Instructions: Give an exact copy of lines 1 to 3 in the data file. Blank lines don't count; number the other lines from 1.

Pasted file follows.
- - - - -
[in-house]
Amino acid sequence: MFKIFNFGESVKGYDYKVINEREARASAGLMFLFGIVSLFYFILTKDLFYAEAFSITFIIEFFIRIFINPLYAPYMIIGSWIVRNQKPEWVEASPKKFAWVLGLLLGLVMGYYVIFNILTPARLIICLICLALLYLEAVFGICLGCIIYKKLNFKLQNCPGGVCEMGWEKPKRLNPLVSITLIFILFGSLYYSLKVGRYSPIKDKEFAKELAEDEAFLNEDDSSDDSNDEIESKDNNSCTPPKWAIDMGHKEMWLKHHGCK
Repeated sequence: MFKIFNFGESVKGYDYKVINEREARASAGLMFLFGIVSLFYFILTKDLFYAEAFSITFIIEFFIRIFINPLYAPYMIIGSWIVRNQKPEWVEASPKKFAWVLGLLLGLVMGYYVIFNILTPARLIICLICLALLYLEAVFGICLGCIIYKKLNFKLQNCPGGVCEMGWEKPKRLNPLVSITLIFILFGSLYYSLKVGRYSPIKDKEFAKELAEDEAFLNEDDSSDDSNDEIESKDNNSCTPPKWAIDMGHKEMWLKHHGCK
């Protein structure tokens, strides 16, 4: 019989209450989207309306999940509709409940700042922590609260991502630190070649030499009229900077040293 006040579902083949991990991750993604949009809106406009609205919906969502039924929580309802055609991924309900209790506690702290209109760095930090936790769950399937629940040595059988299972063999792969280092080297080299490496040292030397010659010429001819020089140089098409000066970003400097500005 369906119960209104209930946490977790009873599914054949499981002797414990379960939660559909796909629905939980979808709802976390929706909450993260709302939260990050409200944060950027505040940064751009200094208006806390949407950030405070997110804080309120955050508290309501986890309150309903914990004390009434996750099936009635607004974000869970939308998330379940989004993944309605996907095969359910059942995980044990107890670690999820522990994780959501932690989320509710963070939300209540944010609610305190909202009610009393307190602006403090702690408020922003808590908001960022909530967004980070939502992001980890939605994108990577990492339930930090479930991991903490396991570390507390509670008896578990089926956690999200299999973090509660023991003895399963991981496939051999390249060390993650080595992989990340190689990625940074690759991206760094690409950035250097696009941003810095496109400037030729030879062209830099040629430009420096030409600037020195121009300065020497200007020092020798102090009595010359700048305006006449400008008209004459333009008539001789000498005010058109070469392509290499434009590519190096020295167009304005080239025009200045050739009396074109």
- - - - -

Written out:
[in-house]
Amino acid sequence: MFKIFNFGESVKGYDYKVINEREARASAGLMFLFGIVSLFYFILTKDLFYAEAFSITFIIEFFIRIFINPLYAPYMIIGSWIVRNQKPEWVEASPKKFAWVLGLLLGLVMGYYVIFNILTPARLIICLICLALLYLEAVFGICLGCIIYKKLNFKLQNCPGGVCEMGWEKPKRLNPLVSITLIFILFGSLYYSLKVGRYSPIKDKEFAKELAEDEAFLNEDDSSDDSNDEIESKDNNSCTPPKWAIDMGHKEMWLKHHGCK
Repeated sequence: MFKIFNFGESVKGYDYKVINEREARASAGLMFLFGIVSLFYFILTKDLFYAEAFSITFIIEFFIRIFINPLYAPYMIIGSWIVRNQKPEWVEASPKKFAWVLGLLLGLVMGYYVIFNILTPARLIICLICLALLYLEAVFGICLGCIIYKKLNFKLQNCPGGVCEMGWEKPKRLNPLVSITLIFILFGSLYYSLKVGRYSPIKDKEFAKELAEDEAFLNEDDSSDDSNDEIESKDNNSCTPPKWAIDMGHKEMWLKHHGCK